Video review: Nissan Micra
The new Nissan Micra redefines perceptions. From the updated look and sporty handling to exceptional refinement and strong residuals, it is, frankly, superb.
Generic, frumpy, unadventurous. All words that have been used to describe the Nissan Micra in the past, a ‘world car’ built in India that entirely failed to set pulses racing in Europe but found its niche on the road eventually.
The new Micra, designed in Europe for a European audience, might just change all that and when it was revealed at the Paris Motor Show last year our jaws dropped.
1.5 dCi Acenta 5dr
- 8k Miles p/a
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Initial Payment: £1,582.38
Longer, lower and wider than ever before, it carries a sporting stance but does so without interfering with the practicalities that motorists require from a Micra. There are sharp angles at the front creating an almost aggressive stance, with curvy lines flowing the length of the body which add a lot of character.
Comfortable and supportive seats combine with the adjustable steering wheel to create an excellent driving position.
Step inside and the Micra has grown up there too. Gone is the cheap plastic dashboard, replaced by a heavily contoured swath covered in leather or fabric depending on spec. Clear dials sit ahead in a sensible layout, while these top-spec models come fitted with a sizeable touchscreen infotainment unit in the centre console. It looks, surprisingly, quite fantastic.
Spec levels start off a little stingy, with the entry level model not even finding air-conditioning fitted, but by the time you get to the more premium models you’ll find all sorts of tech - that includes a Bose stereo with headrest mounted speakers which provide a depth of sound unheard of in a small car.
That’s part of a wider personalisation programme, with ten body colours, three interior trim choices, and three styling packs in four colours allowing you to create around 120 combinations on top of the five trim levels and three engine options.
Sitting relatively low down, and behind that steeply raked windscreen, it feels almost sporty. That impression isn’t lost once you’re on the move.
Nissan has got the basics right too, with comfortable and supportive seats combining with the adjustable steering wheel to create an excellent driving position, while the quality of all the switchgear is far better than you have any right to expect when you consider that this is a Micra.
There’s not much space in the back, and the swooping window line makes it feel a little more claustrophobic, but everywhere else it’s more than acceptable. The boot, a sizeable 300 litres, will handle your biggest weekly shop although there’s a tall lip to haul things over. And while my test car came with a tyre inflation kit, there is space under the boot floor for a proper spare wheel.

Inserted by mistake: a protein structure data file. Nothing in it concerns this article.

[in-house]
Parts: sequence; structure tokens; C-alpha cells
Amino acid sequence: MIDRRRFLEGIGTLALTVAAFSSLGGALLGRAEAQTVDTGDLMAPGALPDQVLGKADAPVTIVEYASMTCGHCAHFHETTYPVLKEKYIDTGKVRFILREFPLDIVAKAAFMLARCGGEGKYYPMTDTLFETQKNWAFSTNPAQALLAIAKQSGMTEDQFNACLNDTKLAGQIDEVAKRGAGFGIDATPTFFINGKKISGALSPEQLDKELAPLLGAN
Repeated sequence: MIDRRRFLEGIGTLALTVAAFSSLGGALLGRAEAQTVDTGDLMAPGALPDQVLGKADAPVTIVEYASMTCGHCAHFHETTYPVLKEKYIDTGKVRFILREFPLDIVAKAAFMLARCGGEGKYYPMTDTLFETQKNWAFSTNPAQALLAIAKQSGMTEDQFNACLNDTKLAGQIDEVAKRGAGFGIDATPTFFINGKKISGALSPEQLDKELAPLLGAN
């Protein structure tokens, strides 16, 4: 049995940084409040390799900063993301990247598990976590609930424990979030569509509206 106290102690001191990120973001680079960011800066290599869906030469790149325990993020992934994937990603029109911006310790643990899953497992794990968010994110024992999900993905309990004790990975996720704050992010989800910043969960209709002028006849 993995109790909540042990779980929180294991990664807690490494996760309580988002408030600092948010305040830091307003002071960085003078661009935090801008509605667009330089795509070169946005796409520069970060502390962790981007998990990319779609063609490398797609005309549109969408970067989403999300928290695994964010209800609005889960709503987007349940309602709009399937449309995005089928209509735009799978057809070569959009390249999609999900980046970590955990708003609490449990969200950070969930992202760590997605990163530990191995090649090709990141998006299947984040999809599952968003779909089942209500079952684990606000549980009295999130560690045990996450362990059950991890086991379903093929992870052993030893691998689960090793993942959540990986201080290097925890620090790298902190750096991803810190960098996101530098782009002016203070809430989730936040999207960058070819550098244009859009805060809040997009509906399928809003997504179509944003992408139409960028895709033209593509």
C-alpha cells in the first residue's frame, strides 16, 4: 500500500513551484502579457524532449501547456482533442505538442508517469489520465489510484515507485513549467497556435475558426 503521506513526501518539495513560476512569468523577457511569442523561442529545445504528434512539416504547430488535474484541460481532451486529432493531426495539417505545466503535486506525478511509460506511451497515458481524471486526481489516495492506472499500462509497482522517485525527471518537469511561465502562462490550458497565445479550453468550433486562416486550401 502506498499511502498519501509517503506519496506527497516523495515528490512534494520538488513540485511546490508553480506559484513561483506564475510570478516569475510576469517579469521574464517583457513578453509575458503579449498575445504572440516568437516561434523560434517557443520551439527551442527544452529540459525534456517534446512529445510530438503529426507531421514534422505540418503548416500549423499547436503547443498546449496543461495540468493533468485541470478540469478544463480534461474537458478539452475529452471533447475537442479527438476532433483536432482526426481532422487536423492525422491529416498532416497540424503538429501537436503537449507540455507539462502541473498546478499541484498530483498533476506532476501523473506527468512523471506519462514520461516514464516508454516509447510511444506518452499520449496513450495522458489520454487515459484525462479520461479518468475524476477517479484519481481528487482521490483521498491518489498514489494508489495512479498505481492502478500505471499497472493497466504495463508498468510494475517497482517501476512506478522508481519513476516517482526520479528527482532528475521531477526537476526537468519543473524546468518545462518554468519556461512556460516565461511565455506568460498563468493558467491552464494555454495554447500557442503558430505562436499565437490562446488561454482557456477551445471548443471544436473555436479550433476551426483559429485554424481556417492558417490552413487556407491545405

It’s some way short of a hot hatch, but it’s engaging and pleasing enough that most drivers will be happy.
Safety kit is notable by its presence, with autonomous emergency braking, pedestrian impact detection, lane keeping assist, 360-degree cameras and more all fitted or available as extras. These ensure you stay on the road, where you’ll find the Micra presents something of a revelation...
It’s really good to drive.
Sitting relatively low down, and behind that steeply raked windscreen, it feels almost sporty. That impression isn’t lost once you’re on the move, with this test car powered by a 1.5-litre diesel engine that provided more than enough low-down grunt to get things moving. The de riguer 0-62mph sprint is despatched in a leisurely 11.9 seconds, but there’s more mid-range punch than that figure suggests.
Despite being a diesel engine in a small car, it’s surprisingly quiet and refined. Actually, change that to exceptionally refined - even when stationary you could be forgiven for not picking up on the fact that it is diesel powered.
Nissan has created a bit of a game-changer.
The steering is well weighted and balances the need for lightness around the city with something a bit heftier at speed. It’s short of being a hot hatch, but it’s engaging and pleasing enough that most leasees will be happy to feel they can press on a little harder.
Drive parsimoniously and there’s a promised 80.7mpg in return, while CO2 emission are low at 92g/km. That translates to a car tax bill of absolutely nothing per year for now, or £140 from April, and a BIK burden of 18%. The entry level model will start at £11,995 rising to £18,645, but predicted strong residual values should keep leasing costs low.
There’s a couple of petrol options available too, with a low power 1.0-litre engine and a more powerful turbocharged 0.9-litre option, but we’ve yet to drive those. There’s also the prospect of a hybrid in the future.
Nissan has created a bit of a game-changer in its own world. It’s not transformed the entire supermini segment, but the new Micra is so far removed from the old one that there was some debate as to whether it should keep the same name. Apparently rebuilding perceptions of one model is quicker and cheaper than building recognition of a new model, but the fact it was debated says a lot about the new car.
It is, frankly, superb.
Model tested: Nissan Micra Tekna dCi 90ps
|Official fuel economy:||80.7mpg|
|Car tax band:||A / £0|
|Luggage space:||300 litres|
Average lease rate for tested model:
Personal lease rate: £227*
Business lease rate: £189*
*Average monthly lease rates calculated using ContractHireAndLeasing.com data and based on typical 6 + 35 10k deals. Correct at time of writing.